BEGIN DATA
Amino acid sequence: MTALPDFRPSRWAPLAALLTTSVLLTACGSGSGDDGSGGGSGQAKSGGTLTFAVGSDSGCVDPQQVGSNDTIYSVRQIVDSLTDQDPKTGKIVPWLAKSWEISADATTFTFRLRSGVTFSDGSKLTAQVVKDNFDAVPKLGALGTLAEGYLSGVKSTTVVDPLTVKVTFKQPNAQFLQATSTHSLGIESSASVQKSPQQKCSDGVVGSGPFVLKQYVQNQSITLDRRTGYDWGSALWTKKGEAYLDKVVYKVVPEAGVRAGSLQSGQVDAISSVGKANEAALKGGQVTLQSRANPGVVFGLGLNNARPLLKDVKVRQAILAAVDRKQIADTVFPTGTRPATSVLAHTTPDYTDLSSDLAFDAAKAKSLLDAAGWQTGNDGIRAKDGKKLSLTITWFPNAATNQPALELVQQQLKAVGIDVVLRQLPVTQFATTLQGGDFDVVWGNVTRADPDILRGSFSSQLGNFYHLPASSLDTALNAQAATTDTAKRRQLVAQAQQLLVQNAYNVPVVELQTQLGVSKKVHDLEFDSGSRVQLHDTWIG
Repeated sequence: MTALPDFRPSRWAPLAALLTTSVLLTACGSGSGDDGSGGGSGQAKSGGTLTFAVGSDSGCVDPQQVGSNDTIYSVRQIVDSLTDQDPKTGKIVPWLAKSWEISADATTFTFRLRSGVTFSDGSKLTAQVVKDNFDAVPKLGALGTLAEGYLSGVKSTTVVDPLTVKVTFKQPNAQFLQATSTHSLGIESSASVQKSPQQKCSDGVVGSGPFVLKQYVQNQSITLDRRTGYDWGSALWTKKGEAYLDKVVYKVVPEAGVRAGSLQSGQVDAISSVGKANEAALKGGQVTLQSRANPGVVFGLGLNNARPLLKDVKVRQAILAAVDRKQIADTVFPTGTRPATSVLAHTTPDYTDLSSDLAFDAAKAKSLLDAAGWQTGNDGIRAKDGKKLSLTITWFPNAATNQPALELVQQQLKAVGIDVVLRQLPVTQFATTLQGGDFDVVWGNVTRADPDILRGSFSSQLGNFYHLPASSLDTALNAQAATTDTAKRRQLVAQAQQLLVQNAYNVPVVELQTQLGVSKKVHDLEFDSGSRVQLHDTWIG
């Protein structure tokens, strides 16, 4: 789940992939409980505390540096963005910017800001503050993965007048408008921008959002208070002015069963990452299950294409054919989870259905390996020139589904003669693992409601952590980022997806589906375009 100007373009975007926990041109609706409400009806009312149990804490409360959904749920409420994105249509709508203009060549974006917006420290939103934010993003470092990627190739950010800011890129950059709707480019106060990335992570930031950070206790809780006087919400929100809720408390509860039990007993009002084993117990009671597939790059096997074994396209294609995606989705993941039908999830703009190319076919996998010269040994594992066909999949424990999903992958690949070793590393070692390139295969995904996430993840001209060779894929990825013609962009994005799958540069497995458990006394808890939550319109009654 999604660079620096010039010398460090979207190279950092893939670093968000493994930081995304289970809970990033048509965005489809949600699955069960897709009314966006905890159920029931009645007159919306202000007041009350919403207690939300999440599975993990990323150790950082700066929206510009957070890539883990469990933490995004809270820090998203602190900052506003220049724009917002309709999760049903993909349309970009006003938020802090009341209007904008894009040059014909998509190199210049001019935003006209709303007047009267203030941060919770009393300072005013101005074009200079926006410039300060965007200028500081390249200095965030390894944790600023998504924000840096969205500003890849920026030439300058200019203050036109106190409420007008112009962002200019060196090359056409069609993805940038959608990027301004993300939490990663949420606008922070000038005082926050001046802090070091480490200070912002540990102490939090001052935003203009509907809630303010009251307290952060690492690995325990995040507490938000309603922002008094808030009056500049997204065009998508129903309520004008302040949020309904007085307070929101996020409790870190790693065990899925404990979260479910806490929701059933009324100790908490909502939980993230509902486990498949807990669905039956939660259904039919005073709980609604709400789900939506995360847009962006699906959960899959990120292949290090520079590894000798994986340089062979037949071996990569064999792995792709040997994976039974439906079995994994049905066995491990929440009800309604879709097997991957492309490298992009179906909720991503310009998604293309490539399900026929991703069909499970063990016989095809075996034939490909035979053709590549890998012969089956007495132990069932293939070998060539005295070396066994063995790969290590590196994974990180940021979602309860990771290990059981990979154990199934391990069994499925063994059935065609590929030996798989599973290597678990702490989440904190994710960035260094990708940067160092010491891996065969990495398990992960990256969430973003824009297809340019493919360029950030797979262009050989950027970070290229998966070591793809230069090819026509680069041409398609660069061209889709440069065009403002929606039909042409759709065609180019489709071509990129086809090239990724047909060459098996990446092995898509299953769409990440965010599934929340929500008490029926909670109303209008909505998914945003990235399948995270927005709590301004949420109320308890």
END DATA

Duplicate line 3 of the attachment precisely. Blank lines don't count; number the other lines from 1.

């Protein structure tokens, strides 16, 4: 789940992939409980505390540096963005910017800001503050993965007048408008921008959002208070002015069963990452299950294409054919989870259905390996020139589904003669693992409601952590980022997806589906375009 100007373009975007926990041109609706409400009806009312149990804490409360959904749920409420994105249509709508203009060549974006917006420290939103934010993003470092990627190739950010800011890129950059709707480019106060990335992570930031950070206790809780006087919400929100809720408390509860039990007993009002084993117990009671597939790059096997074994396209294609995606989705993941039908999830703009190319076919996998010269040994594992066909999949424990999903992958690949070793590393070692390139295969995904996430993840001209060779894929990825013609962009994005799958540069497995458990006394808890939550319109009654 999604660079620096010039010398460090979207190279950092893939670093968000493994930081995304289970809970990033048509965005489809949600699955069960897709009314966006905890159920029931009645007159919306202000007041009350919403207690939300999440599975993990990323150790950082700066929206510009957070890539883990469990933490995004809270820090998203602190900052506003220049724009917002309709999760049903993909349309970009006003938020802090009341209007904008894009040059014909998509190199210049001019935003006209709303007047009267203030941060919770009393300072005013101005074009200079926006410039300060965007200028500081390249200095965030390894944790600023998504924000840096969205500003890849920026030439300058200019203050036109106190409420007008112009962002200019060196090359056409069609993805940038959608990027301004993300939490990663949420606008922070000038005082926050001046802090070091480490200070912002540990102490939090001052935003203009509907809630303010009251307290952060690492690995325990995040507490938000309603922002008094808030009056500049997204065009998508129903309520004008302040949020309904007085307070929101996020409790870190790693065990899925404990979260479910806490929701059933009324100790908490909502939980993230509902486990498949807990669905039956939660259904039919005073709980609604709400789900939506995360847009962006699906959960899959990120292949290090520079590894000798994986340089062979037949071996990569064999792995792709040997994976039974439906079995994994049905066995491990929440009800309604879709097997991957492309490298992009179906909720991503310009998604293309490539399900026929991703069909499970063990016989095809075996034939490909035979053709590549890998012969089956007495132990069932293939070998060539005295070396066994063995790969290590590196994974990180940021979602309860990771290990059981990979154990199934391990069994499925063994059935065609590929030996798989599973290597678990702490989440904190994710960035260094990708940067160092010491891996065969990495398990992960990256969430973003824009297809340019493919360029950030797979262009050989950027970070290229998966070591793809230069090819026509680069041409398609660069061209889709440069065009403002929606039909042409759709065609180019489709071509990129086809090239990724047909060459098996990446092995898509299953769409990440965010599934929340929500008490029926909670109303209008909505998914945003990235399948995270927005709590301004949420109320308890």